Sophisticated Ladies', Musical review based on the music of Duke Ellington. Concept by Donald McKayle. Choreography and musical staging by Mr. McKayle and Michael Smuin. Special tap choreography by Henry Le Tang. Directed by Mr. Smuin. Music under the direction of Mercer Ellington. Starring Gregory Hines, Judith Jamison.
Glamour goes flashy and gaudy in "Sophisticated Ladies," the latest in Broadway's attempts to recapture the time and tone of a celebrated musicmaker by sampling his output. The tinseled extravaganza at the Lunt-Fontanne Theater assembles a sheaf of Duke Ellington hits and lesser known numbers and tailors them to the styles and strengths of several highly accomplished performers. A cast headed by Gregory Hines, Judith Jamison, Phyllis Hyman, and P. J. Benjamin is backed up by a fine onstage band under the direction of Mercer Ellington, the composer's son.
That the unstinting efforts to please on the part of all these gifted people doesn't add up to a more consistently successful entertainment probably results from the unfocused nature of the show itself. The "concept" is credited to choreographer Donald McKayle. Apart from the designations of designer Tony Walton's neon signs, the concept is elusive. What makes "Sophisticated Ladies" succeed as an Ellington celebration is its lavish decor, vibrant momentum, and wealth of talent.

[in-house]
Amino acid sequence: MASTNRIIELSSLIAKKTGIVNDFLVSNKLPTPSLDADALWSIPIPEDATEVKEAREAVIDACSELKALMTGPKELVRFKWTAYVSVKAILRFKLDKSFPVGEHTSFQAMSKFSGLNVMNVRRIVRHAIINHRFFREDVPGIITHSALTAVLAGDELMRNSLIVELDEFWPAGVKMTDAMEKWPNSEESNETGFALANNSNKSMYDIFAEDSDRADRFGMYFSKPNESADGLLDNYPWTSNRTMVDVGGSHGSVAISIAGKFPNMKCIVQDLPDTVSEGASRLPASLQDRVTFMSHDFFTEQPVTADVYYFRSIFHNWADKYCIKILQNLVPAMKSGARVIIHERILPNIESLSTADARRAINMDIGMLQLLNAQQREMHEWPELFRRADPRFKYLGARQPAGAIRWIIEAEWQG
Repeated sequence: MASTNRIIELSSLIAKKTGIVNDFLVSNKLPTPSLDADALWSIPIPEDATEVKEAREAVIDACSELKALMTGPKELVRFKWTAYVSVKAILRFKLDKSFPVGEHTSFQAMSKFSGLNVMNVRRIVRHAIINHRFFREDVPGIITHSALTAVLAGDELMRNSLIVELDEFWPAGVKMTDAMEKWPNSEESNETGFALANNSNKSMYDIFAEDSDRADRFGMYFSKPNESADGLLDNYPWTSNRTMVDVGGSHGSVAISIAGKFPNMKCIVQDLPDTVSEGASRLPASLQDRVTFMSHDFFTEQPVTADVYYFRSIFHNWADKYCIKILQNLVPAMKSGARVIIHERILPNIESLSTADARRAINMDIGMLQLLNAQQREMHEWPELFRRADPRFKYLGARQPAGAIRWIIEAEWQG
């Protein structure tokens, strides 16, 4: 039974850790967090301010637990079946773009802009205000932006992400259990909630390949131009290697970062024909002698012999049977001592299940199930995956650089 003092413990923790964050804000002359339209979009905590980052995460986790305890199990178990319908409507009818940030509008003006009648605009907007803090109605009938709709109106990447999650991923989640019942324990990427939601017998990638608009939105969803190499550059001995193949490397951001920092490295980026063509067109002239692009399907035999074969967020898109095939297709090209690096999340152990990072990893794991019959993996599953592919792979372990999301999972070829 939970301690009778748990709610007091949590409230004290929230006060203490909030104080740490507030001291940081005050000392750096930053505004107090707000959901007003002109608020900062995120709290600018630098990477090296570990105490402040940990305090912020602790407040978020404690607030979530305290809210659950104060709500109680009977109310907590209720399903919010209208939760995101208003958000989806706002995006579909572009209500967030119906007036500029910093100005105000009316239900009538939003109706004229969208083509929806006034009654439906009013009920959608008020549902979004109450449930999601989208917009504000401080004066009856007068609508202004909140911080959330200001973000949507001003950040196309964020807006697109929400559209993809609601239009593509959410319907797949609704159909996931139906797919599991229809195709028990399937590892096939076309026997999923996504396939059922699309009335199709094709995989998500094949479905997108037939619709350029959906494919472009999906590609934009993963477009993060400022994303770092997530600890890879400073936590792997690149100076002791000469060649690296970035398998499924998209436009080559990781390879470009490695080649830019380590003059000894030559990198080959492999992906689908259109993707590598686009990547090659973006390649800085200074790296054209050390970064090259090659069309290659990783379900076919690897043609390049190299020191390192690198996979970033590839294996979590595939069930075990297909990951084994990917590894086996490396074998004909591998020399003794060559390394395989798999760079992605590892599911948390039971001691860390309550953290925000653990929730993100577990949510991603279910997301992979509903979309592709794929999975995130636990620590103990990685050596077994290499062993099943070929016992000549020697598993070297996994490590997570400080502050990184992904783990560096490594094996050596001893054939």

From the brassy and rhythmic overture medley to the final reprise of "It Don't Mean a Thing," the Ellington tunes are used for a song-and-dance show that accentuates dance.Any number can be the excuse for tapping, and with Henry LeTang overseeing the feasts of footwork, no excuse is needed. The climax comes in Act 2 with Mr. Hines's phenomenal "Kinda Dukish," after which he and lads play terpsichorean cards.Earlier on, the infectious entertainer takes a terrific turn at the drums before resuming his other chores. Mr. Hines is one of those communicative stars who invites the whole audience to share his zest and enjoyment.
A few impressions from among the arrangements and combinations of nearly 40 samples of Ellingtonia: Mr. Benjamin and Terri Klausner jitter-bugging to "BliBlip"; Miss Jamison doing a b it of classic modern to "Solitude" sung by Priscilla Baskerville; Miss Jamison with Gregg Burge and Hinton Battle in a medley of "I Love You Madly" and "Perdido." Mr. Hines driving a human taxicab (one of Willa Kim's more far-out costume creations) for "I'm Just A Lucky So-and-So." The burnished voice of handsome Miss Hyman in "In A Sentimental Mood" and "I Got It Bad, And That Ain't good."
Perhaps the performers and the Ellington magic will carry the day for this casually structured but irrepressible show. As far as urbanity is concerned, however, the most sophisticated thing about "Sophisticated Ladies" is the drop curtain photo portrait of the Duke himself --